In addition to inactivation of the IL-10-STAT3 axis, IFN-γ disrupts another feedback inhibitory loop involving Notch target genes Hes1 and Hey1, which are transcriptional repressors (Hu et al., 2008a). The Notch pathway, whose functions have been predominantly characterized in developmental biology systems, was recently described to modulate macrophage activation and to be regulated by IFN-γ. In macrophages, expression of canonical Notch target genes Hes1 and Hey1 is induced by TLR stimulation. Expression of Notch target genes is synergistically activated by TLR and Notch pathways by cooperation between RBP-J, a master transcription factor downstream of Notch signaling, and the TLR signaling components IKKβ and p38. Following induction by TLRs, transcription repressors Hes1 and Hey1 suppress TLR-induced IL-6 and IL-12 expression, constituting another feedback inhibitory loop that dampens cytokine production (Figure 2B). IFN-γ signaling inhibits expression of Hes1 and Hey1 at least in part by downregulating amounts of NICD2, the intracellular cleaved fragment of Notch2 receptor that binds RBP-J and activates Notch target gene expression. Potential mechanisms by which IFN-γ downregulates NICD2 include modulation of proteases that generate and degrade NICD2, and activation of GSK3 that destabilizes of NICD proteins (Espinosa et al., 2003). Thus, IFN-γ primes for augmented TLR-induced IL-6 and IL-12 production by disrupting an inhibitory loop mediated by Hes1 and Hey1 (Hu et al., 2008a). The above examples suggest that inactivation of feedback inhibitory pathways by IFN-γ is a common mechanism of priming and additional examples are likely to be uncovered. Another notion emerging from these studies is that IFN-γ selectively and differentially regulates expression of subsets of TLR target genes by targeting distinct TLR-induced signaling molecules. This provides an additional mechanism for selective regulation of TLR responses, whose importance has recently been highlighted by Medzhitov and colleagues (Foster et al., 2007; Foster and Medzhitov, 2009).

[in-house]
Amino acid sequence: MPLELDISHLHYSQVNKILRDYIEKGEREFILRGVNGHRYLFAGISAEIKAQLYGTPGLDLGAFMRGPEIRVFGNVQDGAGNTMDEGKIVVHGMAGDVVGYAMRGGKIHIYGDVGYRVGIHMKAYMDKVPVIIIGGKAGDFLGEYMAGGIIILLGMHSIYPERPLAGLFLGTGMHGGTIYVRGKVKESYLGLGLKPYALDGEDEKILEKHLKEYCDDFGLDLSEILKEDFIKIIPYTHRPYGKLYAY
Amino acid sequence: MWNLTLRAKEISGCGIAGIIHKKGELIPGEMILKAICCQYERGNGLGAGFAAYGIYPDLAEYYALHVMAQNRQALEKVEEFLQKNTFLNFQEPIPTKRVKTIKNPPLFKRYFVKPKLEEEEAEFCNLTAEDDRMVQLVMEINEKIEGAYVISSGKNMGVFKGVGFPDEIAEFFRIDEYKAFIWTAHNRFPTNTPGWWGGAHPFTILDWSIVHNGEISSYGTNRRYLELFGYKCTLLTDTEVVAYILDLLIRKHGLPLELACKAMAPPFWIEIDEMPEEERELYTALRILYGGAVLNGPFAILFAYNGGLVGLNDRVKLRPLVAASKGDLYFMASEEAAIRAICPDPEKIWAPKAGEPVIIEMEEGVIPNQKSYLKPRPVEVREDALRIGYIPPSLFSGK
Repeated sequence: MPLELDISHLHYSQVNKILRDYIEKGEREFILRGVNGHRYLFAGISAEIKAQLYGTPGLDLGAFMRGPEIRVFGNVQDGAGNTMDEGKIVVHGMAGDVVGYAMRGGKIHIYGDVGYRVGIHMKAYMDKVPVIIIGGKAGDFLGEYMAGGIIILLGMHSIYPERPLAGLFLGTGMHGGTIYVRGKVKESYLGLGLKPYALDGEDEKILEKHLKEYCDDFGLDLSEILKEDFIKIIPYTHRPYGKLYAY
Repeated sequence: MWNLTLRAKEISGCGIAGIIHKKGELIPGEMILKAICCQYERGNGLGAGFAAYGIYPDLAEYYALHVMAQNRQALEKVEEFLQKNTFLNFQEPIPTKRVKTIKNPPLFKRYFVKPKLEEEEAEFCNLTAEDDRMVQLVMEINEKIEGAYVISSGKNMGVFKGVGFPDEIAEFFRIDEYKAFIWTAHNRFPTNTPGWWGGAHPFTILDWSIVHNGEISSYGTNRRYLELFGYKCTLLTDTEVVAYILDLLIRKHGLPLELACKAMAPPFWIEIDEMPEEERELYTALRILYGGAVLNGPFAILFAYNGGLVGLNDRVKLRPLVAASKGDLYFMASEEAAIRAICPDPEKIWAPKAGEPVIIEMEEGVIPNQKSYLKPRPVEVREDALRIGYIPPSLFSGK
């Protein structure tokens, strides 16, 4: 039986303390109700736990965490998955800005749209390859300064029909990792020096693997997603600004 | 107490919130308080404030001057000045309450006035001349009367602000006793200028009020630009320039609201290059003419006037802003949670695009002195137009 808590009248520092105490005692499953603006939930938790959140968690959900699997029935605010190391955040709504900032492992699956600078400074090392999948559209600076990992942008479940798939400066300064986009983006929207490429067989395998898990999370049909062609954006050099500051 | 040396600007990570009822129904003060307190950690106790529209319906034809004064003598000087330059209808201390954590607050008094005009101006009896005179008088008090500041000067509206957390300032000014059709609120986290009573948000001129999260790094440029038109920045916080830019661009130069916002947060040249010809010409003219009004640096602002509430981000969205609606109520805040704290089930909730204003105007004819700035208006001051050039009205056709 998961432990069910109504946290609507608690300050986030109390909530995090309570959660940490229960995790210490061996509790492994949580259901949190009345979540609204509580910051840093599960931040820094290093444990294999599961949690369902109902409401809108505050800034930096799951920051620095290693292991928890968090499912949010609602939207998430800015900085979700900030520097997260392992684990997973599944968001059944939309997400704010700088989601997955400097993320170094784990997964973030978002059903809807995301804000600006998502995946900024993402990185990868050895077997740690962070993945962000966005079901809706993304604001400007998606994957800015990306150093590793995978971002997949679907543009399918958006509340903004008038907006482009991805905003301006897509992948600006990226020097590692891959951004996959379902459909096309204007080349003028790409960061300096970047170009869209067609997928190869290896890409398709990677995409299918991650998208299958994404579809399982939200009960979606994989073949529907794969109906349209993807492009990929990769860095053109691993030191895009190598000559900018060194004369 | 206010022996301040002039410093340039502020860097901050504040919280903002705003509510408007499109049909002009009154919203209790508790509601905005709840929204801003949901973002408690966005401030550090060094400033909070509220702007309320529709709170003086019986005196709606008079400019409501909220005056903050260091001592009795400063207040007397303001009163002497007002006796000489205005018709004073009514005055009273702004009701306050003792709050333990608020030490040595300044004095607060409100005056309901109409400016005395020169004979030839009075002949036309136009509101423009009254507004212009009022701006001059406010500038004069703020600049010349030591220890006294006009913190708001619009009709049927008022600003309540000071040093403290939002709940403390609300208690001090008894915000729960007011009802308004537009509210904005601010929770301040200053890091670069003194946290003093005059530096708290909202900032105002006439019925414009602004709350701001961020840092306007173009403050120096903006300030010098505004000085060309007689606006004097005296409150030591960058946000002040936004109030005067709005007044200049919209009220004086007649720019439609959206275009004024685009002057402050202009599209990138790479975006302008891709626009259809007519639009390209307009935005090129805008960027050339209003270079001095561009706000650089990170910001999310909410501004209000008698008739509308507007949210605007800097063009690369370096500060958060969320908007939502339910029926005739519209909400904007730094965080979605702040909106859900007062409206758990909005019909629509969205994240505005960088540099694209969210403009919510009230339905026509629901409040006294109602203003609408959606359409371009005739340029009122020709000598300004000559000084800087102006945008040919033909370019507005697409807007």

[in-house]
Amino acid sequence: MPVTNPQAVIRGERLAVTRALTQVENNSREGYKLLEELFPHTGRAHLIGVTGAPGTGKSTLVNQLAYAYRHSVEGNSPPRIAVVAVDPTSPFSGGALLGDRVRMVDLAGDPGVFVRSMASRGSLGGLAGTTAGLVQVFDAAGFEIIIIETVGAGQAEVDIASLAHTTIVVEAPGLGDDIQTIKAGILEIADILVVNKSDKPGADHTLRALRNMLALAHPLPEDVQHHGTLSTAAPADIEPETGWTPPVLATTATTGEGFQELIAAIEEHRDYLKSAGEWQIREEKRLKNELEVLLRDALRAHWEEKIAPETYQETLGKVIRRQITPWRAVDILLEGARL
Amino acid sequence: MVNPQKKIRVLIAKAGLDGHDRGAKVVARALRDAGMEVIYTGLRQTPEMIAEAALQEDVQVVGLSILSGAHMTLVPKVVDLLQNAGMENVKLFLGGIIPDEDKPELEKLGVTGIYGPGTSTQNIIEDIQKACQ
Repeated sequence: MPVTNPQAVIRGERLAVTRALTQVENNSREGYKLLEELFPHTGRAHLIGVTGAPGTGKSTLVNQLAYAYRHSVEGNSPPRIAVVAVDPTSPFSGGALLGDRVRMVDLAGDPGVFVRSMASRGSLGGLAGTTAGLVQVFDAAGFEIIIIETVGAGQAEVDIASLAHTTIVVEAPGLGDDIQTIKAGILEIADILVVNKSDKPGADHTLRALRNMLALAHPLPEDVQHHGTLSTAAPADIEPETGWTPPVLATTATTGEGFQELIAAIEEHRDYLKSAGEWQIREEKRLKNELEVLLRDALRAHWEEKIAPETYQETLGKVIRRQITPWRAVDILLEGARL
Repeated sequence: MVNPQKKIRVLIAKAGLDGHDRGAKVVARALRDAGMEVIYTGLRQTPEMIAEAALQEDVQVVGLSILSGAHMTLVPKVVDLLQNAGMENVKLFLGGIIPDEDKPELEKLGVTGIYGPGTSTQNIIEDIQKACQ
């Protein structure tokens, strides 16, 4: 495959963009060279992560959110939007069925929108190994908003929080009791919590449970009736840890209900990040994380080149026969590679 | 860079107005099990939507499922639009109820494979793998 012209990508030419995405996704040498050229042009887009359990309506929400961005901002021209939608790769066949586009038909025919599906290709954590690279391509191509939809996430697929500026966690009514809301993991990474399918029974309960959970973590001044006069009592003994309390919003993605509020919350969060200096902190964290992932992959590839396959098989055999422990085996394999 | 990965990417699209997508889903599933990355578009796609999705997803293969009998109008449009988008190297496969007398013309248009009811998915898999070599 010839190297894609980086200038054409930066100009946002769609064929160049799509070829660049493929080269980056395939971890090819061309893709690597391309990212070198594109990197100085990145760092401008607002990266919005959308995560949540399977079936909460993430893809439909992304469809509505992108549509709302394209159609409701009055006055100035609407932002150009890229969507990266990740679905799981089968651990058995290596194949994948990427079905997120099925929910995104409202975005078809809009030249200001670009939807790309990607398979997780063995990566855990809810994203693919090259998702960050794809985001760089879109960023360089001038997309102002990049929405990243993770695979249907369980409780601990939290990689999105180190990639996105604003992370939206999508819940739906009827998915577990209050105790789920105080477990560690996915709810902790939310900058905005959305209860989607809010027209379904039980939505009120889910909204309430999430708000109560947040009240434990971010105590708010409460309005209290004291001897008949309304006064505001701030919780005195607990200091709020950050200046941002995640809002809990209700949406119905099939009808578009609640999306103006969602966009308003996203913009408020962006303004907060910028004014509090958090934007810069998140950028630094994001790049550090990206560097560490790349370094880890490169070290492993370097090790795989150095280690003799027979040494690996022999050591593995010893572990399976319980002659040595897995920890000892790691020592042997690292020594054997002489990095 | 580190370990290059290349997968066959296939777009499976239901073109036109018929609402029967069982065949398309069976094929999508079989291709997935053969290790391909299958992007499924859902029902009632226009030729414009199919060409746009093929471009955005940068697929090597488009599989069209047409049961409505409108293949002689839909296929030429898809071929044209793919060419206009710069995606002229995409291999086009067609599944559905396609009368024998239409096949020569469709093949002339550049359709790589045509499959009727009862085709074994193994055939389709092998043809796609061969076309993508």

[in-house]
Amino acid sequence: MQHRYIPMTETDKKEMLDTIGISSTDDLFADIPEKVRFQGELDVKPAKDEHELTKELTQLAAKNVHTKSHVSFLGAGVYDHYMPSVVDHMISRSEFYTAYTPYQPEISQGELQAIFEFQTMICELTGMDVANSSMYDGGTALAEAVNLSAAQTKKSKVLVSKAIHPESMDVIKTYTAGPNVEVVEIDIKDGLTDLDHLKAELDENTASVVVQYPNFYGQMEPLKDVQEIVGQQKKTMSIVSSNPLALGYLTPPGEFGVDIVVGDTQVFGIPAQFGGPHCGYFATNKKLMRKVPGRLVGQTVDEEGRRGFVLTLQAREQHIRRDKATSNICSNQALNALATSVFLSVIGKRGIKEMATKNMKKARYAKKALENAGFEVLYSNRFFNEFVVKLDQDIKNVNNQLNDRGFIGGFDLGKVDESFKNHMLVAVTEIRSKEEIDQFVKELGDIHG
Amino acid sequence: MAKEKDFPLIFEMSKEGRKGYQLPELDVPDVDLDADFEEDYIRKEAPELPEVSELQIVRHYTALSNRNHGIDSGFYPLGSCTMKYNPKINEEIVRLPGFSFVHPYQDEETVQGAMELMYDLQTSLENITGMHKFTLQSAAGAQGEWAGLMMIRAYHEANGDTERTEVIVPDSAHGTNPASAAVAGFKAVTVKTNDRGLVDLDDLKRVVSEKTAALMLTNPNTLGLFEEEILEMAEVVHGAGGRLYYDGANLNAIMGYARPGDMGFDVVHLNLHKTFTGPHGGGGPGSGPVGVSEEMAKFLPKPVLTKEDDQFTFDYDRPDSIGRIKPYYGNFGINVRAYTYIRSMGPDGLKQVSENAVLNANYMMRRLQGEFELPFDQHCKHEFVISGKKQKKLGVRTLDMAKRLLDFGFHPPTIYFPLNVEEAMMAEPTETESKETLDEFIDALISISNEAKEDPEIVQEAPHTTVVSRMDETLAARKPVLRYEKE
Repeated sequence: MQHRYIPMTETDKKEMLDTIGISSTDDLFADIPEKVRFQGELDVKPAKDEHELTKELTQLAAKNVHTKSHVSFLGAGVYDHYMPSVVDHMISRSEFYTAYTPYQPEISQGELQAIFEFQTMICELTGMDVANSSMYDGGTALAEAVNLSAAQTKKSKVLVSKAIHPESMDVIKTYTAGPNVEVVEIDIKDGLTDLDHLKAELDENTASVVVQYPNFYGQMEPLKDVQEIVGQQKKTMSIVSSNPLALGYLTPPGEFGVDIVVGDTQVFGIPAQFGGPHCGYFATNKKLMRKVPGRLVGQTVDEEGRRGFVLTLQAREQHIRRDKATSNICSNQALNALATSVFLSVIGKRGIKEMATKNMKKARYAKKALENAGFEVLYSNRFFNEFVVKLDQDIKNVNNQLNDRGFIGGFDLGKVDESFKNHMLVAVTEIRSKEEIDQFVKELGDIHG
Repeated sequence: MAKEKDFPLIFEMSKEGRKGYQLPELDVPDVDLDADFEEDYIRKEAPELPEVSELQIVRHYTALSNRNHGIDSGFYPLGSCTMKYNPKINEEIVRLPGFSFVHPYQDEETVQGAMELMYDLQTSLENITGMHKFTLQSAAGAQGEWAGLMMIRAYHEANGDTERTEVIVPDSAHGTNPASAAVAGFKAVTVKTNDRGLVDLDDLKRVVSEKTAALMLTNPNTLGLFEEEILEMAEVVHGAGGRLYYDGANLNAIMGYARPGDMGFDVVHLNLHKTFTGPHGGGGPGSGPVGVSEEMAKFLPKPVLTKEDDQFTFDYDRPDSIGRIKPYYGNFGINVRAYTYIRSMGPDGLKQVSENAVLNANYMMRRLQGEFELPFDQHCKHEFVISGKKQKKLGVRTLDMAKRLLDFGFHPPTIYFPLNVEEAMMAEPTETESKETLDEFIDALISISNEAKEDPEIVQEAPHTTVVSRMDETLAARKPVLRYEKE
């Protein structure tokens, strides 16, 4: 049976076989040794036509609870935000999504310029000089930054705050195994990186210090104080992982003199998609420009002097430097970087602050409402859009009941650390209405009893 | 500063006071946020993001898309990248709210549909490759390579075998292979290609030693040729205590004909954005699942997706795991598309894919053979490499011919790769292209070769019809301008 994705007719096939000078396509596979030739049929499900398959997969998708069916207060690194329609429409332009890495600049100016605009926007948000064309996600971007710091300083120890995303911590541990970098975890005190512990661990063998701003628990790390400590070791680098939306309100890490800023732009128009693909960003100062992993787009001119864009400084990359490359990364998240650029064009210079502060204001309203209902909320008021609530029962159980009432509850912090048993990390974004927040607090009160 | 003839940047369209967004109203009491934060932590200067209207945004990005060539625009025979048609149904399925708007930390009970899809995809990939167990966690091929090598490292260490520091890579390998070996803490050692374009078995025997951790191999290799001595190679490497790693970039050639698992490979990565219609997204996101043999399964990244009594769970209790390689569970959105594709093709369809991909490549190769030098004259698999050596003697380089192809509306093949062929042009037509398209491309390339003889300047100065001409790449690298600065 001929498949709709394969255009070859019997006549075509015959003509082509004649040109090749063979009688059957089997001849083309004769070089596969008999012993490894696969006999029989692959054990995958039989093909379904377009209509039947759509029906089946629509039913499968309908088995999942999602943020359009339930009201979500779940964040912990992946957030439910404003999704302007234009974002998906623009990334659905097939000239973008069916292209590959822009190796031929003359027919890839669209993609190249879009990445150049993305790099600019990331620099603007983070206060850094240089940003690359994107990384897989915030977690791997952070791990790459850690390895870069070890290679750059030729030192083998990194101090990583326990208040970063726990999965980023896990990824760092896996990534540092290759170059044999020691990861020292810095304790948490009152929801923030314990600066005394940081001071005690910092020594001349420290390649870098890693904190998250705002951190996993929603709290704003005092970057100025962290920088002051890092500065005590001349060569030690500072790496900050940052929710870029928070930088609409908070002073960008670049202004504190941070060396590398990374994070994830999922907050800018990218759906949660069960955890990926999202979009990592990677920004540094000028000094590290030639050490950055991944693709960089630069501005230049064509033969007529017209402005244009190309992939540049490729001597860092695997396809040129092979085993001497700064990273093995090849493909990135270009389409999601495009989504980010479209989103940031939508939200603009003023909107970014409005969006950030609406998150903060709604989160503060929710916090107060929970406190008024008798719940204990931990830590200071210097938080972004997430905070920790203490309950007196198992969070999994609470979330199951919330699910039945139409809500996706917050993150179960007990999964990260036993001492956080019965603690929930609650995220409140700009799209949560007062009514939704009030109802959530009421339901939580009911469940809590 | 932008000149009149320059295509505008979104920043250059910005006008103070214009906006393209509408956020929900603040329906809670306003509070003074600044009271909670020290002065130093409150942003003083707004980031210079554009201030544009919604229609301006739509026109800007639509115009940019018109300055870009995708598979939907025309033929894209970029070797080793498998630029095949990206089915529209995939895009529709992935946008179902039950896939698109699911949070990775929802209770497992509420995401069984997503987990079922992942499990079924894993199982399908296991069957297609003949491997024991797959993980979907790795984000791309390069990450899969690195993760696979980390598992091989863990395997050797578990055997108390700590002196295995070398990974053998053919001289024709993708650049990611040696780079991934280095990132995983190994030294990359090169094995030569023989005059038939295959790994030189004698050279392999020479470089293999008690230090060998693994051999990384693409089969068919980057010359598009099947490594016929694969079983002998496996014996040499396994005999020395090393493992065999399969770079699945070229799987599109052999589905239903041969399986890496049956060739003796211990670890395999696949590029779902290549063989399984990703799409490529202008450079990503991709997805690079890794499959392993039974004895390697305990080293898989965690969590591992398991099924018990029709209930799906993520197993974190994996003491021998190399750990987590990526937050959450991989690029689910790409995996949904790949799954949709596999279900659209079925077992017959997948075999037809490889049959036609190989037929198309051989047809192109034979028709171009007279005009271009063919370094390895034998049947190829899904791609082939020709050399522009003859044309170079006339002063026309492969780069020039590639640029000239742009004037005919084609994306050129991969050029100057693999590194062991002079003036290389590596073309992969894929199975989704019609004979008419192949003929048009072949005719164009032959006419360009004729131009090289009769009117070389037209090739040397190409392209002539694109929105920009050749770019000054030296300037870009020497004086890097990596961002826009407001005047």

IFN-γ also directly inhibits signaling pathways downstream of anti-inflammatory cytokines to antagonize their suppressive functions. IFN-γ antagonizes anti-inflammatory effects of IL-10 both by attenuating IL-10 production, as discussed above, and by suppressing IL-10 signaling. Anti-inflammatory action of IL-10 is predominantly mediated by STAT3 and IFN-γ cross-regulates IL-10 signaling by abrogating expression of STAT3 target genes (Herrero et al., 2003). Inhibition of IL-10-STAT3 signaling has significant biological impact as the anti-inflammatory activity of IL-10 is diminished following IFN-γ priming (Herrero et al., 2003). The mechanisms of STAT1-STAT3 cross-regulation are discussed below. TGFβ is another cytokine with important anti-inflammatory function that is subject to the antagonistic action of IFN-γ. IFN-γ induces expression of Smad7, an inhibitory Smad, and thus inhibits TGF-β-induced activation of the activating Smad3 and of TGFβ responsive genes (Ulloa et al., 1999). STAT1 also directly binds Smad3 and inhibits its function (Ghosh et al., 2001). In summary, inhibition of expression and function of anti-inflammatory molecules represents an important mechanism of IFN-γ-mediated priming of enhanced innate immune responses.